Black-eyed peas and collard greens is a smoky, hearty dish that’s filling & warming. This vegan black-eyed peas recipe can be eaten on its own as a one pot meal. Or enjoy it as a side dish with rice, polenta, or grits.
Many people, especially in the South, eat collard greens and black-eyed peas at New Year’s for good luck.
The story goes that eating those foods will bring you wealth in the year ahead. Leafy collard greens represent paper money, and black-eyed peas are coins.
Whether or not you’re superstitious about such things, I think all of us could use some good luck in the current times. So just in case, I’m sharing this recipe for black-eyed peas and collard greens.
Regardless of its magical powers, you’ll feel pretty lucky once it hits your mouth!
This hearty, smoky dish is filling, warming, and cozy. It’s made with plenty of garlic, onions, seitan bacon, hot sauce for a little bit of heat, and liquid smoke.
The seitan bacon & liquid smoke replace some of the non-vegan ingredients that are often used in this type of dish. They add smokiness and bite without harming any piggies in the process.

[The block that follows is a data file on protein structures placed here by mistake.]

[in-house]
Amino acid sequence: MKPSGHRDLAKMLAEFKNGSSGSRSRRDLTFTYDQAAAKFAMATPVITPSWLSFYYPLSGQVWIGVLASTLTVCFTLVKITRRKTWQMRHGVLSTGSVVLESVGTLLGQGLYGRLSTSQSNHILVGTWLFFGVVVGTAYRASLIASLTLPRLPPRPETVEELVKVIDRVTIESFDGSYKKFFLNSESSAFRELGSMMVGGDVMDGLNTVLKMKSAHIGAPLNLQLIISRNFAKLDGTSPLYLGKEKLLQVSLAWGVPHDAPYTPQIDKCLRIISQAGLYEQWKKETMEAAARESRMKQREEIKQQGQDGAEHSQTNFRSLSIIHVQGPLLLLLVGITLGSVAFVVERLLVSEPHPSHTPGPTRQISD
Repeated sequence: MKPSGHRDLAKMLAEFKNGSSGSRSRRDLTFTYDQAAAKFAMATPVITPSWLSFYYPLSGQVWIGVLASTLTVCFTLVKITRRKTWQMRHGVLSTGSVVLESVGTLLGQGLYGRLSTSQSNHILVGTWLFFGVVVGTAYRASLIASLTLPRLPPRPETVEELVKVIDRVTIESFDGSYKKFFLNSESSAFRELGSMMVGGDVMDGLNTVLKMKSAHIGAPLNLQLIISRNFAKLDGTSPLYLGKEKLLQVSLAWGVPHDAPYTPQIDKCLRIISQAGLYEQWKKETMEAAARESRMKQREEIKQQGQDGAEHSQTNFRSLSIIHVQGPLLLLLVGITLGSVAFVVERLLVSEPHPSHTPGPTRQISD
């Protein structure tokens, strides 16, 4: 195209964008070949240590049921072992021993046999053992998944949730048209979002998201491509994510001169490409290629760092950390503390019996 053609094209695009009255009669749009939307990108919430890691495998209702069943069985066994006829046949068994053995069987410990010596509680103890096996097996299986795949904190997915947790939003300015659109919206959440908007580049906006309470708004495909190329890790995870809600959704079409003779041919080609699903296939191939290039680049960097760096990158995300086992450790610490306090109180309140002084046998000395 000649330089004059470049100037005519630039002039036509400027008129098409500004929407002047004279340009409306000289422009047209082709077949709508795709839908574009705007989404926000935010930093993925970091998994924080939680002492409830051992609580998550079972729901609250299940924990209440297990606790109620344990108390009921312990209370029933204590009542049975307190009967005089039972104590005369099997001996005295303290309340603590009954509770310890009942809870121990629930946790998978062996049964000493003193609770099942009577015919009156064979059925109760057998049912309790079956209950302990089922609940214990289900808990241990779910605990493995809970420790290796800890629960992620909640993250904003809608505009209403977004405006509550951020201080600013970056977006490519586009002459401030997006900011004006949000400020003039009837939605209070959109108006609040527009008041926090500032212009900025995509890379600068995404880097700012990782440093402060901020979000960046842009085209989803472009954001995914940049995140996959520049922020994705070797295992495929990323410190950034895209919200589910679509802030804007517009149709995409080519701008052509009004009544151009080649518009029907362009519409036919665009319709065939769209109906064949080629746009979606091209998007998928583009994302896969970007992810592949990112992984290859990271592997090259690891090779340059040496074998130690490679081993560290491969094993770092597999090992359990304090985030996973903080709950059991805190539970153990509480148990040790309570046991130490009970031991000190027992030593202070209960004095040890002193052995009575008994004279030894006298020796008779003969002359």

What is liquid smoke?
Liquid smoke is literally smoke that’s been condensed into a liquid, as the name suggests.
You can find liquid smoke next to barbecue sauces in most grocery stores, as well as chain stores like Target.
Some brands are stronger in potency than others. My preferred choice is Wright’s hickory flavor.
When it comes to liquid smoke, I always recommend starting with a small amount and working up. Like truffle oil or sesame oil, it’s a strong flavor that can overtake a dish if given the opportunity.
So in this recipe, I call for just ¼ teaspoon. If after the dish is finished you’d like even more smoky flavor, you can always add more, but you can’t remove it once it’s there.
Should I use canned or dried black-eyed peas?
This recipe uses canned black-eyed peas. They’re super convenient, because they are ready to just heat and eat.
However, if you’d prefer to make black-eyed peas from dried beans, you can do that. You’ll just need to fully cook them first.
Once they are ready, you’ll need 1 ½ cups of cooked beans for this recipe. (Even though they’re called peas, they are actually beans.)
How to make it
Bring a pot to a medium heat with oil. Sauté chopped vegan bacon until it’s brown. Then remove it from the pot & set aside.
Add a little more oil, plus chopped onions. Once they are translucent and fragrant, add minced garlic and cook for a couple minutes more.
Add chopped collard greens that have had the center ribs removed, vegetable broth (or water + bouillon), liquid smoke, and a pinch of salt.
Cover, lower heat, and let the greens cook for 20 minutes.
Add black-eyed peas that have been drained, as well as hot sauce. Stir to incorporate and warm for five minutes.
Stir in the browned vegan bacon. Taste for salt & add more, if needed.
Garnish with chopped tomato for color, if you like, as well as a few more splashes of hot sauce, to taste.
Make it your own
You can make this dish your own by varying the ingredients.